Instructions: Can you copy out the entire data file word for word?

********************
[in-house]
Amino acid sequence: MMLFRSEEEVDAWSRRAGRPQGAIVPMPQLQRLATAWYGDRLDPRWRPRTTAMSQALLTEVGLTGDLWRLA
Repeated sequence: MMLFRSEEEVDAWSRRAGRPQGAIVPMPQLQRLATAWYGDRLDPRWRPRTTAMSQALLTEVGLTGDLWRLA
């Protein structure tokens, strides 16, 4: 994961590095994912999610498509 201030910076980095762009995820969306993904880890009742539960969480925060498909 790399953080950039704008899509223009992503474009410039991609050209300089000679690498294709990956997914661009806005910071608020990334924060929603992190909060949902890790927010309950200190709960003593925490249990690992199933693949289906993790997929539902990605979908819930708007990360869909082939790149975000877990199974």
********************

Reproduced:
[in-house]
Amino acid sequence: MMLFRSEEEVDAWSRRAGRPQGAIVPMPQLQRLATAWYGDRLDPRWRPRTTAMSQALLTEVGLTGDLWRLA
Repeated sequence: MMLFRSEEEVDAWSRRAGRPQGAIVPMPQLQRLATAWYGDRLDPRWRPRTTAMSQALLTEVGLTGDLWRLA
């Protein structure tokens, strides 16, 4: 994961590095994912999610498509 201030910076980095762009995820969306993904880890009742539960969480925060498909 790399953080950039704008899509223009992503474009410039991609050209300089000679690498294709990956997914661009806005910071608020990334924060929603992190909060949902890790927010309950200190709960003593925490249990690992199933693949289906993790997929539902990605979908819930708007990360869909082939790149975000877990199974």